I highly recommend viewing the images of the tree house on Guadua Bamboo. (Click on a small image to start the slide show). Breathtaking and inspirational.

References:

Bamboo on the Internet for August, 2014 – my picks

Date Claimers for September

bamboo sculptureThere are two important bamboo events on the east coast of Australia next month. One I’ve mentioned before is the bamboo sculpture competition in the delightful northern NSW town of Mullumbimby. 6-7 September at the Mullumbimby Community Gardens. The Echo recently ran a story on the competition. Maybe I’ll see you there.

bamboo events, Big Australian Bamboo Annual EventTwo weeks later, in Bellingen, on the mid north coast of NSW, is the Big Australian Bamboo Annual Event. The program offers workshops, tours, and social events in beautiful Bellingen. You could learn some new construction techniques, more about maintaining and propagating bamboo, and attend the social events.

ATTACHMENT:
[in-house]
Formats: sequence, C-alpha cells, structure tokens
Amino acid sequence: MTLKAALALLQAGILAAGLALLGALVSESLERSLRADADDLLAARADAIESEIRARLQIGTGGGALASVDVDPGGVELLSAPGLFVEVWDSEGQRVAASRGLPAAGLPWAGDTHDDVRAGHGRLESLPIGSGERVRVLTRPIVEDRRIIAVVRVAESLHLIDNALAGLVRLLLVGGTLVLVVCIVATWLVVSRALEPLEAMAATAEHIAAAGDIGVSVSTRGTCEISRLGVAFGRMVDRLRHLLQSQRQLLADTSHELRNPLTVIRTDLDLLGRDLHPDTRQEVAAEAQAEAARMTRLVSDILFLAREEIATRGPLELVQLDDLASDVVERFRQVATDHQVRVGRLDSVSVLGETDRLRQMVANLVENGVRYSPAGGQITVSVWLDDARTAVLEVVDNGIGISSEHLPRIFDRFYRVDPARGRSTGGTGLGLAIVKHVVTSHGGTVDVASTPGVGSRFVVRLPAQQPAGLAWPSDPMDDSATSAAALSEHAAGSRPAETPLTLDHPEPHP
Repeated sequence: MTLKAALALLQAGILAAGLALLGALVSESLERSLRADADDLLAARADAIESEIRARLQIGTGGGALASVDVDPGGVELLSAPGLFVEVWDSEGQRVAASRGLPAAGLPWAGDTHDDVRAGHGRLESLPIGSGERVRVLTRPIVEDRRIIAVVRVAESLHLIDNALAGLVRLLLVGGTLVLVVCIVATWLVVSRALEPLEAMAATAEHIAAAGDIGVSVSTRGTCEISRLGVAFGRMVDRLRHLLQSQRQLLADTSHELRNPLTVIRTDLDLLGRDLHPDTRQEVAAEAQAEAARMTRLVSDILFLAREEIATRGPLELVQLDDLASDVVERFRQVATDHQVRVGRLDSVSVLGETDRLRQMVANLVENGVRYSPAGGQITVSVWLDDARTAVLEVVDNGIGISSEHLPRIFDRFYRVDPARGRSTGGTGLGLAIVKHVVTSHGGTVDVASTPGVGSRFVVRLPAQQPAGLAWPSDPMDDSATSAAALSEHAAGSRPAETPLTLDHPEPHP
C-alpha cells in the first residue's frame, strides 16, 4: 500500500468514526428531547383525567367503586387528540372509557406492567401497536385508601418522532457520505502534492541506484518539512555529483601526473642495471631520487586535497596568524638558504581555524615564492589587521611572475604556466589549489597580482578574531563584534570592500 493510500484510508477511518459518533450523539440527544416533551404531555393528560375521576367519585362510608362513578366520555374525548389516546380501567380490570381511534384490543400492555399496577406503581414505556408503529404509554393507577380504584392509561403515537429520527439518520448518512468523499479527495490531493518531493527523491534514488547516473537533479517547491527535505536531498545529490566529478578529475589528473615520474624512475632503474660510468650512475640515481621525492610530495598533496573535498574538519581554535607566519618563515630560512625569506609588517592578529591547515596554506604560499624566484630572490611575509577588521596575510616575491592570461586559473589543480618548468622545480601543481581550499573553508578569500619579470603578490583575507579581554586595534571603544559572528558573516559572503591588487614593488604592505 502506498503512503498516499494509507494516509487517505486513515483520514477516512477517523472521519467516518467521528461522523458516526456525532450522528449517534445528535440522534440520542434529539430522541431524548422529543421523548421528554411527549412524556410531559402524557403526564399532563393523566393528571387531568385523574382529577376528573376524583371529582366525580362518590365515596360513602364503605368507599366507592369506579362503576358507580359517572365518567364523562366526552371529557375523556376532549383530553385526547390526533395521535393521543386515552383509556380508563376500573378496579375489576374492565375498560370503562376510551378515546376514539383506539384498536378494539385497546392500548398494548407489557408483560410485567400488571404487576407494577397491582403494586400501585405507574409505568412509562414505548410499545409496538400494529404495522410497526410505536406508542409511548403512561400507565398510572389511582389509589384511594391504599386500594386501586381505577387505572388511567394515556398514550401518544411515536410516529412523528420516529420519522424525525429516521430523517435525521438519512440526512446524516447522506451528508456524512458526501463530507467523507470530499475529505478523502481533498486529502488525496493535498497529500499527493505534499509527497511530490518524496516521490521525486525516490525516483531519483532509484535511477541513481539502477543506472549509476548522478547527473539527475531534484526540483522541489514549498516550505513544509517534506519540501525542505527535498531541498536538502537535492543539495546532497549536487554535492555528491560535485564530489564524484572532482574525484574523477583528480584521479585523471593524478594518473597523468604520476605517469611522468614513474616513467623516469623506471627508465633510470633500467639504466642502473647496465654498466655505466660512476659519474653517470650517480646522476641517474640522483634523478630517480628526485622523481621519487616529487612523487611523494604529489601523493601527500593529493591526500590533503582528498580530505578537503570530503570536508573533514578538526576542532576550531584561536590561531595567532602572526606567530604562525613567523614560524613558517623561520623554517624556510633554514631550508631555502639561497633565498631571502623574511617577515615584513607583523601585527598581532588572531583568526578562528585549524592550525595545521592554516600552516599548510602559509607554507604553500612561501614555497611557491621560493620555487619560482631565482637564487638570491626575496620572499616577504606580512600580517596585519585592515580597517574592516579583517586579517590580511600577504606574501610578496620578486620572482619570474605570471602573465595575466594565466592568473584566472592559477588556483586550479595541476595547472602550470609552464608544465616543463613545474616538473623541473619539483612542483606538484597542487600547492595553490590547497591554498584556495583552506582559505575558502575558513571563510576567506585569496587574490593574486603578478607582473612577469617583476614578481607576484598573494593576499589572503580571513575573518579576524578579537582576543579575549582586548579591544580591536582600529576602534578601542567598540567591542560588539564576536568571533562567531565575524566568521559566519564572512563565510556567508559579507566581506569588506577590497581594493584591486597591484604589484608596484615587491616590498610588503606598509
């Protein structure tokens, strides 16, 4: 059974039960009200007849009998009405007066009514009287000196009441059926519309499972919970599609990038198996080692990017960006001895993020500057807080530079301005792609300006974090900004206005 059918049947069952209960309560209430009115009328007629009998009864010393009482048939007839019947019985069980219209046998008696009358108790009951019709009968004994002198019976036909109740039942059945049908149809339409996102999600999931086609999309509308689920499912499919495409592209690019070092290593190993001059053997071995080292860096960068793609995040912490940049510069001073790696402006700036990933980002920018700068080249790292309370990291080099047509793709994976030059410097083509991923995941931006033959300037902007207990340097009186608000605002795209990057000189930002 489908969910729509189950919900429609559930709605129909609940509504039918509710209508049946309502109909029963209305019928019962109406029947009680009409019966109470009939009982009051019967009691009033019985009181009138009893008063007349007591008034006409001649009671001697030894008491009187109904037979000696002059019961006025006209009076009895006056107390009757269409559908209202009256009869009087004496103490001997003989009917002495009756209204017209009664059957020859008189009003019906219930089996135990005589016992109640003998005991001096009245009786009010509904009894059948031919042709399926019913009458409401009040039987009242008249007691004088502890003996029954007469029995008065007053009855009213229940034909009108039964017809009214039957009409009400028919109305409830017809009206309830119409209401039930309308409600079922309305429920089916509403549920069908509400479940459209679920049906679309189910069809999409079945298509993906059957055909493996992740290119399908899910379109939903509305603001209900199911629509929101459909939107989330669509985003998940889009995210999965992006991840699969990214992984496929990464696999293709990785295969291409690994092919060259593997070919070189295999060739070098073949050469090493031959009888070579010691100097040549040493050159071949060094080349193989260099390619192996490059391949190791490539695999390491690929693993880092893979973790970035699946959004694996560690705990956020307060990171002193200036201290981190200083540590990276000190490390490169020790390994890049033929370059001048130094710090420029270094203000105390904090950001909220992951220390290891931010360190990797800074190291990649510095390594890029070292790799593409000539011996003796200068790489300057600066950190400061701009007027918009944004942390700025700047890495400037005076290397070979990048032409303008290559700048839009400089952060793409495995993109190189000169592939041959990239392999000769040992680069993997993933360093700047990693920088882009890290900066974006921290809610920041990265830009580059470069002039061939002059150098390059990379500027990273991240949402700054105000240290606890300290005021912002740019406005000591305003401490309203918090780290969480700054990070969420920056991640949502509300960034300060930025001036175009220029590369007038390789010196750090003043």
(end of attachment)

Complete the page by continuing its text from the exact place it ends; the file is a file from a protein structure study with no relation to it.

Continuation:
Other notable posts about bamboo for the month:

  • library-cardBamboo library cards – for that extremely rare entity, the well-funded library. Although the library says they are only slightly more expensive than plastic cards. Perhaps we could all make the suggestion to our libraries and institutions that are keen to demonstrate their green credentials.
  • You’re probably already aware of bamboo knitting needles and bamboo crochet hooks, but what about bamboo yarn? The Craftsy blog published a post this month extolling the virtues of bamboo yarn. Amazon has a range of bamboo yarn. Some is viscose made from bamboo, and some are blends of bamboo and silk or bamboo and cotton. eBay au has quite a different range of bamboo yarn, including some bamboo-wool blends (Australian Marino, of course). If the bamboo knitting needles or crochet hooks you want on Amazon will not ship to Australia, eBay have some too.

bamboo construction, Neelam Manjunath

          • Indian architect Neelam Namjunath is a strong advocate for the use of bamboo in construction. Read more about her work and philosophy here.childcentre
          • More bamboo architecture:  DesignBoom featured a childhood centre in Columbia emphasising bamboo…

“…as a way of re-valuing local traditions in a contemporary manner [that] speaks of the need to use local elements as well as preserve the nearby riverbeds.”